The Modi government has always been at unease about the student movements across the nation. Its discomfort is genuine: Like any authoritarian government, it is terrified of being asked questions. It realises that students not only have the capacity to ask the right, and uncomfortable, questions but also the moral courage to do so, something the mainstream political parties and much of the media clearly lack today.

Therefore, public-funded universities across the nation, including some of the best such as JNU, which have a history of challenging and critiquing governments, have been the constant targets of the Modi regime, and in a planned manner. The purpose of the government’s propaganda attacks on JNU, etc., is to discredit them in the eyes of the general public and thus delegitimise the culture of dissent and questioning of the establishment.

The government must have realised that it has made a huge mistake by underestimating the power of students. Even criminalization of dissent by thrusting sedition charges on them and the use of violence to intimidate them have not deterred the students. Each such attempt since 2014 has resulted in the student movement growing in numbers and scope.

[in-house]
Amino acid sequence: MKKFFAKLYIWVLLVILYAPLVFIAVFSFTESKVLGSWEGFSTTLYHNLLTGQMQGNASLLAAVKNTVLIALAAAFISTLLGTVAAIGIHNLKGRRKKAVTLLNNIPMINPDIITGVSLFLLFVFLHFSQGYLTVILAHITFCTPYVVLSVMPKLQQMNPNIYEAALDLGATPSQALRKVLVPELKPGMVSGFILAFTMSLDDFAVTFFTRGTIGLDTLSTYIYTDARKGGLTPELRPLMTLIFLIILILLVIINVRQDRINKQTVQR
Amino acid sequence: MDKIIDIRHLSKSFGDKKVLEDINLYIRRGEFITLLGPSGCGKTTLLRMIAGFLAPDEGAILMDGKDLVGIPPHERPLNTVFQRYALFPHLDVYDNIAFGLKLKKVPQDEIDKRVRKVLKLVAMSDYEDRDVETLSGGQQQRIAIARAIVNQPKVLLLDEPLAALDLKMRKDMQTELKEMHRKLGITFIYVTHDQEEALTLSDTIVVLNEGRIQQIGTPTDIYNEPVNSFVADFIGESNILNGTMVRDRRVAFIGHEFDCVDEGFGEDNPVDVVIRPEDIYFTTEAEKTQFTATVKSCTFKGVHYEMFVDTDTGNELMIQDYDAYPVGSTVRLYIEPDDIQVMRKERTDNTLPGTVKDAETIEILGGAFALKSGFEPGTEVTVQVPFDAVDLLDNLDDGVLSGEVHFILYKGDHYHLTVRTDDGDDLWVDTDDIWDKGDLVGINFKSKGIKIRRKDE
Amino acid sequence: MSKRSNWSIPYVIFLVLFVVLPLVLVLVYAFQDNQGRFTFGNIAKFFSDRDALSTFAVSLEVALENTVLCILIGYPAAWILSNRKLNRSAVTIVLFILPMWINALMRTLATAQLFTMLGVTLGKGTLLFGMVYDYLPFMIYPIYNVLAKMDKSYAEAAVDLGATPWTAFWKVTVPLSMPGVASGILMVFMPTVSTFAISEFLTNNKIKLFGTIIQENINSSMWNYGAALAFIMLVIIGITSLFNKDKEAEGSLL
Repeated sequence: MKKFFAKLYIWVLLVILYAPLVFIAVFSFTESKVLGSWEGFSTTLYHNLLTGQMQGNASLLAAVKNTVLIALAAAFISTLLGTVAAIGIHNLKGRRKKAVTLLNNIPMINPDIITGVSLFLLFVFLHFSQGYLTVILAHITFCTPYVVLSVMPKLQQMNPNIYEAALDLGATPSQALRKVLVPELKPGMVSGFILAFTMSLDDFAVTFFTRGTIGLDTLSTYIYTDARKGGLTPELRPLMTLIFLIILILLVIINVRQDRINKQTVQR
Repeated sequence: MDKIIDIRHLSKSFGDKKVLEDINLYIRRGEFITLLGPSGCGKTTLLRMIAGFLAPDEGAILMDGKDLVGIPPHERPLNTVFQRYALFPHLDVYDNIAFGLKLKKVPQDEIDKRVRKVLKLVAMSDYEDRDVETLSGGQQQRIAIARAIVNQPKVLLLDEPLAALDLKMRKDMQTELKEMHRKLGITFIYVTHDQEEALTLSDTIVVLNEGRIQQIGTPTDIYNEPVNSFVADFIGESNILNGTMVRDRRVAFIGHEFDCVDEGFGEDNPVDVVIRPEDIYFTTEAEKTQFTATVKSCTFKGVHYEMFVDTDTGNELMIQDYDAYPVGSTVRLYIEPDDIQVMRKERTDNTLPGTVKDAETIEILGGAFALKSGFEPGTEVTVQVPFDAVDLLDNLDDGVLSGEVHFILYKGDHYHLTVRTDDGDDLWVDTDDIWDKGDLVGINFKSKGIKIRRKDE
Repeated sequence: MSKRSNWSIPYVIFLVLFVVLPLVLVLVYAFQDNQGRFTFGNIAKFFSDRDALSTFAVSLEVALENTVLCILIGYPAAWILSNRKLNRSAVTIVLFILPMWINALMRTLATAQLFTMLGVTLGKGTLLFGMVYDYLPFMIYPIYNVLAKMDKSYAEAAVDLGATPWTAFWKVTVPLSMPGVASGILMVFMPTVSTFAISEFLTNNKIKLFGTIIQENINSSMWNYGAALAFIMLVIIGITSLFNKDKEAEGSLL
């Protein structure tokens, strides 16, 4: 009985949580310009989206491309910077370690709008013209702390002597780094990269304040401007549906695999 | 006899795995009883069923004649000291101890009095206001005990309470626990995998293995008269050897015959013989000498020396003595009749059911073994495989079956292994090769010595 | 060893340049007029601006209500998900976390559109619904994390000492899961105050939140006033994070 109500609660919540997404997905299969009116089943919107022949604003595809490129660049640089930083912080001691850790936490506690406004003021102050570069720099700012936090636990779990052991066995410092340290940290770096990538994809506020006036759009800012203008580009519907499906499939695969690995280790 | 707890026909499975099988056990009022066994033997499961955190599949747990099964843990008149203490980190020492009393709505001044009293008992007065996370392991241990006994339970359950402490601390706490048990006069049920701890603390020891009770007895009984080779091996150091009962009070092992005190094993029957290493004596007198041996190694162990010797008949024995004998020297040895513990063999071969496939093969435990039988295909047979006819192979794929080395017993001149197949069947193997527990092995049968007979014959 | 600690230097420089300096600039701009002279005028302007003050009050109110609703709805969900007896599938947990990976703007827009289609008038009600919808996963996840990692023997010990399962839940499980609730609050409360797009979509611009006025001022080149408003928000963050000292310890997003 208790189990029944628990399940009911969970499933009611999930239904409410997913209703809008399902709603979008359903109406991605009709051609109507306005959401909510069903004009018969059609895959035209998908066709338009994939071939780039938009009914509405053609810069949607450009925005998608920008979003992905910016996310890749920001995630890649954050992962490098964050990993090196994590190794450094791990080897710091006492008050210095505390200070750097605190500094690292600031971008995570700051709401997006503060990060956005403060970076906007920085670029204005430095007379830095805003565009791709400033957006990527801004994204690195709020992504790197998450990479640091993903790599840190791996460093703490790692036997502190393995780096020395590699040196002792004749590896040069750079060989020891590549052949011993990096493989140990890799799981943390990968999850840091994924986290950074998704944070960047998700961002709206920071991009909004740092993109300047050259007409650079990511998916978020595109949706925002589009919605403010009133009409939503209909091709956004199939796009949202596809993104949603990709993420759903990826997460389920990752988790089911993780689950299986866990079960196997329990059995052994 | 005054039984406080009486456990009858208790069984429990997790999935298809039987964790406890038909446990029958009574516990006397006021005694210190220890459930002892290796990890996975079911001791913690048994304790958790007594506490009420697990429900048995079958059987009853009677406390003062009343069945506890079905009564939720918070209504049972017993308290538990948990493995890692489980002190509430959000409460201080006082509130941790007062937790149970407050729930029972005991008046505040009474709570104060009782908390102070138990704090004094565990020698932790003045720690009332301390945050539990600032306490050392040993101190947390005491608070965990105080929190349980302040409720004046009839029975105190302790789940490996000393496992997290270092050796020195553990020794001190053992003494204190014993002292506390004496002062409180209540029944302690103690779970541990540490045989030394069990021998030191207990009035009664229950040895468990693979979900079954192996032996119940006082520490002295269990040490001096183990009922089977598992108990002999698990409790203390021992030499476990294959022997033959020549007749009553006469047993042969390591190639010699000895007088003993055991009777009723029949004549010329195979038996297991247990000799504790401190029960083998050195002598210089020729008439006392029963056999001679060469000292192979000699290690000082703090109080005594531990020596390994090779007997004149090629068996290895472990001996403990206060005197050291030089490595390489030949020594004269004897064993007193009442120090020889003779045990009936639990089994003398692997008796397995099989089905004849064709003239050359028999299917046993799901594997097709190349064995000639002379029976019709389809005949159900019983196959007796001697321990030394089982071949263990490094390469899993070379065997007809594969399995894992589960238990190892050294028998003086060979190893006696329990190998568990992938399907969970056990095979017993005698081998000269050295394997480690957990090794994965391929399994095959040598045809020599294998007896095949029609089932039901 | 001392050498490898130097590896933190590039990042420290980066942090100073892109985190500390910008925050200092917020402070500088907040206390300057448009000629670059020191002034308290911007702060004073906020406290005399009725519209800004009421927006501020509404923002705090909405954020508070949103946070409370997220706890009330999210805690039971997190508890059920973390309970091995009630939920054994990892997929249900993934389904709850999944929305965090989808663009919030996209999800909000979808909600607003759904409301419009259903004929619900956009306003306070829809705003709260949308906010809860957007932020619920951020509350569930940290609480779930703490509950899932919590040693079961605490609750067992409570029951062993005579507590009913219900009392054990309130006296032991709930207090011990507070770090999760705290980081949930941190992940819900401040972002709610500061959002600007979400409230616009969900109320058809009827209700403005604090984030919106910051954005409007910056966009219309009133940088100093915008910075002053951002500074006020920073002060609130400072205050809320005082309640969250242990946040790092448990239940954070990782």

Students are now going beyond the narrow confines of ‘student issues.’ They are engaging with a larger spectrum of issues ranging from those of caste, gender and religious discrimination to issues of farmers and workers and the environmental crisis. We are not only participating in large numbers but are also at the forefront of many citizen-led movements for social, economic and political justice. Where the political opposition has failed, students have stepped in to raise the issues of the common people and voice their anger against the Modi regime. We have repeatedly broken the silence created by the fear of speaking against the government. The current student movement against the CAA-NRC/NPR cuts across the false dichotomy of Hindu-Muslim and the political Left-Right debates. It transgresses regional boundaries and finds resonance in every part of the country.

Student movements in India and across the world have always proved to be a ray of hope in a politically hopeless scenario. India has a magnificent history of the role of students in politics, starting from the freedom struggle. Those who seek to tutor and infantilise us by limiting our role to classroom study by not allowing us to engage with politics need to read an article ‘Student and Politics,’ written by the great revolutionary Bhagat Singh in 1928 for a Hindi daily Kirti. He wrote “…They (students) should study, surely study! But along with it, they should also acquire political knowledge and when required, they should not hesitate to jump into the fray and dedicate their life to this work. Sacrifice their life for the cause. There is no other way to save the situation.”

(The writer is pursuing Master of Law in Access to Justice at the Tata Institute of Social Sciences, Mumbai. He has been actively involved in the Save Aarey Movement and was one of the 29 arrested for protesting against the felling of trees in Aarey Colony last year)